Sanders, Khanna Say SCOTUS Ruling on Contraceptives Just One More Reason to Demand Medicare for All

Medicare for All advocates on Wednesday noted that the U.S. Supreme Court's decision to allow employers to refuse to cover contraceptives presented a clear argument in favor of a universal healthcare system under which employment would not be tied to healthcare. (Photo: NNU/flickr/cc)

Sanders, Khanna Say SCOTUS Ruling on Contraceptives Just One More Reason to Demand Medicare for All

"This wouldn't even be an issue if healthcare wasn't tied to employment."

Healthcare advocates Wednesday charged that the U.S. Supreme Court's decision on birth control access is just the latest evidence that the federal government must expand Medicare coverage to all Americans, eliminating the for-profit system in which employment is tied to people's ability to obtain medical care.

Shortly after the 7-2 ruling in Trump vs. Pennsylvania declared the Trump administration was correct to exempt employers from having to cover birth control for employees on religious or moral grounds, Sen. Bernie Sanders (I-Vt.) pointed out how such rulings make clear that under the current for-profit healthcare system, medical decisions will never simply be between a patient and doctor.

"Patients' ability to get contraception shouldn't be up to employers. It should be a decision between patients and their doctors," tweeted Sanders, whose Medicare for All Act of 2019 has 14 co-sponsors in the Senate. "Healthcare--including birth control--is a right, not an employee benefit."

Sanders' outrage over the ruling echoed that of national reproductive rights groups such as NARAL and Planned Parenthood, but those organizations did not suggest fundamentally reforming the healthcare system by covering everyone in the U.S. under the existing Medicare system and taking women's healthcare decisions out of the hands of their employers.

"We must fight Trump's rollback of these rights by passing Medicare for All," said Sanders.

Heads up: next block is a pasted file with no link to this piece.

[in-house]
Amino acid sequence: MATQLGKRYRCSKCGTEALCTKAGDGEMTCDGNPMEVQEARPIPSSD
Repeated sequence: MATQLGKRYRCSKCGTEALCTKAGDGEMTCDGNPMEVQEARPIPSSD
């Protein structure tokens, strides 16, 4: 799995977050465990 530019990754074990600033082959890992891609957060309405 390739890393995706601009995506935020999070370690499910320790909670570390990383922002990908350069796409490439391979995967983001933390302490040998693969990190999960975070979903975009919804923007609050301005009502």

Rep. Ro Khanna (D-Calif.) wrote later in the day that "this wouldn't even be an issue if healthcare wasn't tied to employment."

The ruling was the latest example for Medicare for All advocates to point to as they decry the dangerous risks inherent in the current for-profit health insurance system.

The Economic Policy Institute estimated in May that since the coronavirus pandemic began in the U.S., 16.2 million Americans have lost the health coverage they had access to through their employers, as the unemployment crisis caused by the public health emergency has left more than 32 million without work. EPI and others have recommended since the pandemic began that Medicare and Medicaid be expanded to cope with the economic effects.

Progressive congressional candidates Christopher Hale, who is running in Tennessee, and Beth Doglio, who is running in Washington, also wrote on social media that women's access to birth control should not be up to one's employer.

In 2014, after the Supreme Court first ruled that employers can refuse to cover contraceptives in Burwell vs. Hobby Lobby, Hale wrote at Time magazine that the decision revealed "that Obamacare--for all the good it's done in increasing access to quality and affordable healthcare--is a messy law."

"It asks employees to be at the whim of its employers' objectives and mission for what healthcare benefits they receive," Hale wrote. "This isn't sustainable. A person's access to quality healthcare shouldn't depend on who their boss is."

Medicare for All would represent "freedom" to Americans, wrote Justice Democrats co-founder and radio host Kyle Kulinski, while the for-profit employment-based system is "tyranny."

"Do you know what would be great? If employers and insurance companies weren't involved in birth control or healthcare at all," tweeted Holly Stallcup, executive director of Rise, a faith-based women's organization in Texas. "If all medically related decisions really were between doctor and patient. Medicare for All would be happy to help."

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